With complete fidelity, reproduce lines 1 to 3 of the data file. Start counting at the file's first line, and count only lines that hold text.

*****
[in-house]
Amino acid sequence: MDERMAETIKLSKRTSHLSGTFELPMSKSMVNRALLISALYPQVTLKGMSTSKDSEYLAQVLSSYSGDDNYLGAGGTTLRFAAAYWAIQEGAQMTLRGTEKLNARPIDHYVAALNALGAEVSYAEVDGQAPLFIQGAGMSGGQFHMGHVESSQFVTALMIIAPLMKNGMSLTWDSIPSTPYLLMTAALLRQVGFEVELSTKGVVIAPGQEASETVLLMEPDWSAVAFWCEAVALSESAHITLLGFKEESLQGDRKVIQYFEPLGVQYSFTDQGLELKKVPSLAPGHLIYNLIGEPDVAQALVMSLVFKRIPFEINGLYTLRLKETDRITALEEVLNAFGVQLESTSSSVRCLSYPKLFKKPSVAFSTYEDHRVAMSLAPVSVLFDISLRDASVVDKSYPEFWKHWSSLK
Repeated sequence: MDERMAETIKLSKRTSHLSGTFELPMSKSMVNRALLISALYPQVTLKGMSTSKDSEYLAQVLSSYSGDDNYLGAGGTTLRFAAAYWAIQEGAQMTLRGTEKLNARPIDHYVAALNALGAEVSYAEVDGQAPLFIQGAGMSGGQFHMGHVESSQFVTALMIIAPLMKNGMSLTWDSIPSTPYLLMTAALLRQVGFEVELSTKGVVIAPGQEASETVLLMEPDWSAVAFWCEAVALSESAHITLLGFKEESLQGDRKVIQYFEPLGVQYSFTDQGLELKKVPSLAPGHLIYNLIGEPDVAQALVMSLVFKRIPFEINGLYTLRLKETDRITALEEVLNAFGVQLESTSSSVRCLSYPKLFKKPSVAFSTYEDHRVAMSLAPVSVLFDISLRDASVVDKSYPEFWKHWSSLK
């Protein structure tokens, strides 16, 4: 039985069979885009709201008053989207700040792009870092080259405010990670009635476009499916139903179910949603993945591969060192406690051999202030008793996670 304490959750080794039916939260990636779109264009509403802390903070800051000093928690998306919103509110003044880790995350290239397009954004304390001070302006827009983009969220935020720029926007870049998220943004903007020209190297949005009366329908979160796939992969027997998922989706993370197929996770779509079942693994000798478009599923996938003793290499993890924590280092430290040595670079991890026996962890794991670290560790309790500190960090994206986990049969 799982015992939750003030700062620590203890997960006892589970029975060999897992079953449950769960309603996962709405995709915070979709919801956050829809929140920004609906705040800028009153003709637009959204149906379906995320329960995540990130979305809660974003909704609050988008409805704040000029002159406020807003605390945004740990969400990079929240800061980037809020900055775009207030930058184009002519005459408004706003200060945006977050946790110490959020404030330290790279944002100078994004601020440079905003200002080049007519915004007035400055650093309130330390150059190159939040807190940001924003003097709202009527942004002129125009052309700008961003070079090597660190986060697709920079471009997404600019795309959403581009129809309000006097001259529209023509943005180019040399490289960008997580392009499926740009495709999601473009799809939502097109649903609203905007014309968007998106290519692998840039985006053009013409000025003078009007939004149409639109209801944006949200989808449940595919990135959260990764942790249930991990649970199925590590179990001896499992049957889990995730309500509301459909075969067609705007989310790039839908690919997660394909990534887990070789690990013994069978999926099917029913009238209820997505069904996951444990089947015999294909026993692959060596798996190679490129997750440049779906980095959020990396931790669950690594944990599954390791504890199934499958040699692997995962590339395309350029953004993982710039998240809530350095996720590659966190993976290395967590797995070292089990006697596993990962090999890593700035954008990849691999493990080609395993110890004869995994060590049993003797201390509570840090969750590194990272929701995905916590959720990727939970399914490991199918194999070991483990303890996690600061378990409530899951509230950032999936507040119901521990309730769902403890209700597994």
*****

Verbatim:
[in-house]
Amino acid sequence: MDERMAETIKLSKRTSHLSGTFELPMSKSMVNRALLISALYPQVTLKGMSTSKDSEYLAQVLSSYSGDDNYLGAGGTTLRFAAAYWAIQEGAQMTLRGTEKLNARPIDHYVAALNALGAEVSYAEVDGQAPLFIQGAGMSGGQFHMGHVESSQFVTALMIIAPLMKNGMSLTWDSIPSTPYLLMTAALLRQVGFEVELSTKGVVIAPGQEASETVLLMEPDWSAVAFWCEAVALSESAHITLLGFKEESLQGDRKVIQYFEPLGVQYSFTDQGLELKKVPSLAPGHLIYNLIGEPDVAQALVMSLVFKRIPFEINGLYTLRLKETDRITALEEVLNAFGVQLESTSSSVRCLSYPKLFKKPSVAFSTYEDHRVAMSLAPVSVLFDISLRDASVVDKSYPEFWKHWSSLK
Repeated sequence: MDERMAETIKLSKRTSHLSGTFELPMSKSMVNRALLISALYPQVTLKGMSTSKDSEYLAQVLSSYSGDDNYLGAGGTTLRFAAAYWAIQEGAQMTLRGTEKLNARPIDHYVAALNALGAEVSYAEVDGQAPLFIQGAGMSGGQFHMGHVESSQFVTALMIIAPLMKNGMSLTWDSIPSTPYLLMTAALLRQVGFEVELSTKGVVIAPGQEASETVLLMEPDWSAVAFWCEAVALSESAHITLLGFKEESLQGDRKVIQYFEPLGVQYSFTDQGLELKKVPSLAPGHLIYNLIGEPDVAQALVMSLVFKRIPFEINGLYTLRLKETDRITALEEVLNAFGVQLESTSSSVRCLSYPKLFKKPSVAFSTYEDHRVAMSLAPVSVLFDISLRDASVVDKSYPEFWKHWSSLK